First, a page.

I have the honour to speak on behalf of the European Union.
The Candidate Countries Turkey, Croatia* and the former Yugoslav Republic of Macedonia*, the Countries of the Stabilization and Association Process and potential candidates Albania and Montenegro, as well as Ukraine, the Republic of Moldova and Armenia, align themselves with this statement.
Let me begin by expressing the European Unions appreciation for the way the UN has managed the unprecedented expansion of its peacekeeping activities. UN peacekeepers serve in conflict zones at a scale few could have foreseen ten years ago.
Next year will mark the tenth anniversary of the landmark Brahimi process. It paved the way for ambitious reforms and a new era of UN peacekeeping. Today, UN peacekeeping is again at a critical juncture. As noted by the Under Secretary-Generals Le Roy and Malcorra, the system is stretched to the point where some missions face the risk of failure. This would have serious consequences not only for international peace and security but also for international cooperation.
We commend the Secretariat for its non-paper Charting a New Horizon for UN Peacekeeping and the Security Council for the review it has undertaken over the past months on the basis of the French-British initiative. These activities together with other initiatives such as the Challenges Forum. have generated a set of ideas and recommendations which would better position UN peacekeeping to respond to current and future challenges.
Todays debate is very timely. It provides an opportunity to take stock of progress made in adapting UN peacekeeping to new demands and set a course for the work in the coming years.
After the catastrophic events in Bosnia and Rwanda in the 1990s, the UN went through a period of soul-searching. It proved that the organisation was capable to learn from setbacks and adapt to the changing demands of global peacekeeping.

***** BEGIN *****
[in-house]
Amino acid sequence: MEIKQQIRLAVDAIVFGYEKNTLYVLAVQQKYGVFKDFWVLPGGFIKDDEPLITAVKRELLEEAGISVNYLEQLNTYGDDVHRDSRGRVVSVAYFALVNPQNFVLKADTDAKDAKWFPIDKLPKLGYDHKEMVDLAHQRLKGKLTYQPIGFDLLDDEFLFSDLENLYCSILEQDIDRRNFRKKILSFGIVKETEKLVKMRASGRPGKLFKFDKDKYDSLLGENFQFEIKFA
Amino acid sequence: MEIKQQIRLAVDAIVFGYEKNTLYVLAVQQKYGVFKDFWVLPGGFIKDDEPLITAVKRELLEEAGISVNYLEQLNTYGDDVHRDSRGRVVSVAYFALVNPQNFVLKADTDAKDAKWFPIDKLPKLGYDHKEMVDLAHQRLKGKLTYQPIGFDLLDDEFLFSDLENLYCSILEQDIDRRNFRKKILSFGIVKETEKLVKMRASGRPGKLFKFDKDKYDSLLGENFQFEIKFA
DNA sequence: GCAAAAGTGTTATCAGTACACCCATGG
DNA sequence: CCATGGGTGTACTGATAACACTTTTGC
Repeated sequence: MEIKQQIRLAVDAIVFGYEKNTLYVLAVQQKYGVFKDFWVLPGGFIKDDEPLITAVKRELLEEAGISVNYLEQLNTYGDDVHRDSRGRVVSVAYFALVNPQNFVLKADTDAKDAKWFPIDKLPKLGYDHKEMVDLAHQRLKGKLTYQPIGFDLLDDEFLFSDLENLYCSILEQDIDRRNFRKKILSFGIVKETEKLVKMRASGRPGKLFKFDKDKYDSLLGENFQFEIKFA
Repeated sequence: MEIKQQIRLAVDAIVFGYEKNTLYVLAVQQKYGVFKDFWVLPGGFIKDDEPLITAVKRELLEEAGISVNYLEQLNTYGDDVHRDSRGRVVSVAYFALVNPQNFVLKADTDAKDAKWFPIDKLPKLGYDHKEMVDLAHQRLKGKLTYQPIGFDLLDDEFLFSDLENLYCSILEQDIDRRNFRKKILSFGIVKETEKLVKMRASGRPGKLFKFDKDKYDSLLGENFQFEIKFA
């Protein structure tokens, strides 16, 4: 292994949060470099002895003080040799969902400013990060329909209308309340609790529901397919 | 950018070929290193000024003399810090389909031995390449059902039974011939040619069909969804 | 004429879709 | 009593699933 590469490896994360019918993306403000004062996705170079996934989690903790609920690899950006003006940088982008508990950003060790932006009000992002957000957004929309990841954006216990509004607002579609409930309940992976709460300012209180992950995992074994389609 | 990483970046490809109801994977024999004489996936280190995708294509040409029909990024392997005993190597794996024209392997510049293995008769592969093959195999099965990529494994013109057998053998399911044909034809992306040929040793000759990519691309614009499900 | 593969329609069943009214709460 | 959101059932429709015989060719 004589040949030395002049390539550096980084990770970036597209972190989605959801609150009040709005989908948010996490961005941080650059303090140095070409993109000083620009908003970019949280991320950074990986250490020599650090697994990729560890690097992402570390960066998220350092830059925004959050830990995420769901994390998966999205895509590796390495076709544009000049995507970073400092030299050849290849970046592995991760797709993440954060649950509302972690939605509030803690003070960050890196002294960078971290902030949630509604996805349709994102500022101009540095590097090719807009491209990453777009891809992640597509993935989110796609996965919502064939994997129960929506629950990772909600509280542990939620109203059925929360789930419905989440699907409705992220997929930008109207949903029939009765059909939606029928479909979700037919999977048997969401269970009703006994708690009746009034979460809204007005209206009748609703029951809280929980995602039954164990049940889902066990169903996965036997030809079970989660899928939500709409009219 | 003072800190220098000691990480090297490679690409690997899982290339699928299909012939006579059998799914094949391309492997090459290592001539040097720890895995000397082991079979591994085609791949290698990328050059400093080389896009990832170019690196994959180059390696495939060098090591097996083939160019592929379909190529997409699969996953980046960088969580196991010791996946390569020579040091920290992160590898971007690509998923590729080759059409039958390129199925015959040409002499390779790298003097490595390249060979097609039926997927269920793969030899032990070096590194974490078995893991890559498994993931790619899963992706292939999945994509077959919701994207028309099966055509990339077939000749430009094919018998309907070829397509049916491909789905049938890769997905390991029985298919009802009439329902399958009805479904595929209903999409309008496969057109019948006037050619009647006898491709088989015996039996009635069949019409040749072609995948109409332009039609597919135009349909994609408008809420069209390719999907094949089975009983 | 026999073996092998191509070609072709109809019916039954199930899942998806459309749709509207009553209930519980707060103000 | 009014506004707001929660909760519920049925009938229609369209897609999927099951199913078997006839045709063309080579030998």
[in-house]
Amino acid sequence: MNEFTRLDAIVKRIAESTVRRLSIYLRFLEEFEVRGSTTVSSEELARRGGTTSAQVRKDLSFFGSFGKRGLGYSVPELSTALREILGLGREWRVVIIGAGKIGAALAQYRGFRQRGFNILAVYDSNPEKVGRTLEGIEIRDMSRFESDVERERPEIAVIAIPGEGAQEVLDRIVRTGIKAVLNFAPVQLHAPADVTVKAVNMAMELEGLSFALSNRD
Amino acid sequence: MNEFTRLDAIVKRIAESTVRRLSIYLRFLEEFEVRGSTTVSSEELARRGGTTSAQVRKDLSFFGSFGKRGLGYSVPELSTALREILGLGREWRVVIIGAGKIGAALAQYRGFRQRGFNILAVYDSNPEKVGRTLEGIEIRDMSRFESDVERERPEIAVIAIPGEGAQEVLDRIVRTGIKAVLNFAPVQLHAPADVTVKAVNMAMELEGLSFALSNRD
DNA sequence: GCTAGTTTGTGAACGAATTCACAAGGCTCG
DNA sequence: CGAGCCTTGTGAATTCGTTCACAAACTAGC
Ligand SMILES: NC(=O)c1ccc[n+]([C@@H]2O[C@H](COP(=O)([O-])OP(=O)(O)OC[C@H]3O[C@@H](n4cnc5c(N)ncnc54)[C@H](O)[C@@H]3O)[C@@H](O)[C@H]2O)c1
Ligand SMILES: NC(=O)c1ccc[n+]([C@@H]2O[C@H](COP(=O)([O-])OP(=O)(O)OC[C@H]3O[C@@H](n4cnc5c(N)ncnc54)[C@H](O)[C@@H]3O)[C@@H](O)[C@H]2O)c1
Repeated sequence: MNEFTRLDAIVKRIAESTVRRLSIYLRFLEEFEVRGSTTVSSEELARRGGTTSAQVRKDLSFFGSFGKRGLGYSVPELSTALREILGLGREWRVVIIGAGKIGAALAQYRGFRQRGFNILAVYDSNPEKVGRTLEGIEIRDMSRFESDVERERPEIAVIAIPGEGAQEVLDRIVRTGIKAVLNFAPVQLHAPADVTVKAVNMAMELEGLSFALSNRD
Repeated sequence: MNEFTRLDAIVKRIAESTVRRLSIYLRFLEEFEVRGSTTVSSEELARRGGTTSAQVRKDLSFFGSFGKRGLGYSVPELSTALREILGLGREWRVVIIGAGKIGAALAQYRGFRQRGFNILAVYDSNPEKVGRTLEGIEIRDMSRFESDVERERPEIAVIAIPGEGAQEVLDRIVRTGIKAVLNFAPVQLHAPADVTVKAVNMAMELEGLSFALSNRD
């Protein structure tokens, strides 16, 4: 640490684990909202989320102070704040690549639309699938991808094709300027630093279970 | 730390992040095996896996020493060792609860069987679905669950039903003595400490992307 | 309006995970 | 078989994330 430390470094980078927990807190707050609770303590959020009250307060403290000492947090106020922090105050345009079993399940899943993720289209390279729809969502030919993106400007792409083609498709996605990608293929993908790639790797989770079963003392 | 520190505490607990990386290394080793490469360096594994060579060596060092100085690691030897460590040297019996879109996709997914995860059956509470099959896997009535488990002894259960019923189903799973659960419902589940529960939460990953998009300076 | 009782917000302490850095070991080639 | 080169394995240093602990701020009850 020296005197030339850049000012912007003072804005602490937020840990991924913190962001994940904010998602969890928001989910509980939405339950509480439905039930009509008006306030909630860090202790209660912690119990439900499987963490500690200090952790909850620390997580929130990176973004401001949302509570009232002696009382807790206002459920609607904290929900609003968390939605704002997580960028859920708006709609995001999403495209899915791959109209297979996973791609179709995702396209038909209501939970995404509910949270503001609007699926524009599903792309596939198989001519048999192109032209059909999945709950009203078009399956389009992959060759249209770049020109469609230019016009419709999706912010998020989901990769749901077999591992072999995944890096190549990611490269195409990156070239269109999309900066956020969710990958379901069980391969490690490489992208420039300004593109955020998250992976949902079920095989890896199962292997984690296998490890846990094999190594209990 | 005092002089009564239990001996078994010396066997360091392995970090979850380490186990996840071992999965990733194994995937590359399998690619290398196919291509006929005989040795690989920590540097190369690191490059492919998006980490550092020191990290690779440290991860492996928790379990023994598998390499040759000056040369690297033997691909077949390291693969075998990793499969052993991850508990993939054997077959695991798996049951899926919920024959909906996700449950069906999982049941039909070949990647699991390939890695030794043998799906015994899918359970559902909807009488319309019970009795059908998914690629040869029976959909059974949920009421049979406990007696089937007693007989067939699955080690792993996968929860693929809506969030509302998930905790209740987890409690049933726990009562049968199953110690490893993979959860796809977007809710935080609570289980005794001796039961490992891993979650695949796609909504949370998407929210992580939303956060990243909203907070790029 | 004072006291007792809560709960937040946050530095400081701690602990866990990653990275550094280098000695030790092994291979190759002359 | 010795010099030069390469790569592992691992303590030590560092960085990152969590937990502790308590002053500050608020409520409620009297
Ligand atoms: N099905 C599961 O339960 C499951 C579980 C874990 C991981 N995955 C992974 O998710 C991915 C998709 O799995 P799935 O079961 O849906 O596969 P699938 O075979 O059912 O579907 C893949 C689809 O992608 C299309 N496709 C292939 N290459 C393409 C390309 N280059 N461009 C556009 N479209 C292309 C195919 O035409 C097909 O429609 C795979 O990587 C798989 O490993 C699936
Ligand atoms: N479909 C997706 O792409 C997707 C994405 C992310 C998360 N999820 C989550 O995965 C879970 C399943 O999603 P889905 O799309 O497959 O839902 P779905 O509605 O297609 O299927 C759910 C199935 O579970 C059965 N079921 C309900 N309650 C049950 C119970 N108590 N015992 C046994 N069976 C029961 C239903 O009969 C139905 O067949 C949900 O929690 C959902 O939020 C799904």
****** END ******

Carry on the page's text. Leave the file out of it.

It is encouraging that the surge of UN peacekeeping while putting difficult strains on the organization has been marked by a similar determination. The Secretariats reform agenda Peace Operations 2010 has been an important step towards a more professional and effective approach to UN peacekeeping.
This agenda should now be taken a step further. We need to build a new political consensus on the strategic context of peacekeeping and on the role of the UN membership and regional partners in providing collective support to peacekeeping. The challenge is to ensure that gaps between needs, expectations and performance are minimized.
Since the Brahimi Report, decisive improvements have been achieved, but many of the challenges identified in the report remain. And there are new demands which need to be addressed. The financial crisis puts additional pressure on UN peacekeeping, and so does the current overstretch of military, police and civilian resources faced by many member States.
The New Horizons paper is an excellent basis for seeking a new consensus on UN peacekeeping. Its recommendations provide us with a coherent and realistic framework for further improvements. They should guide our work in the period ahead.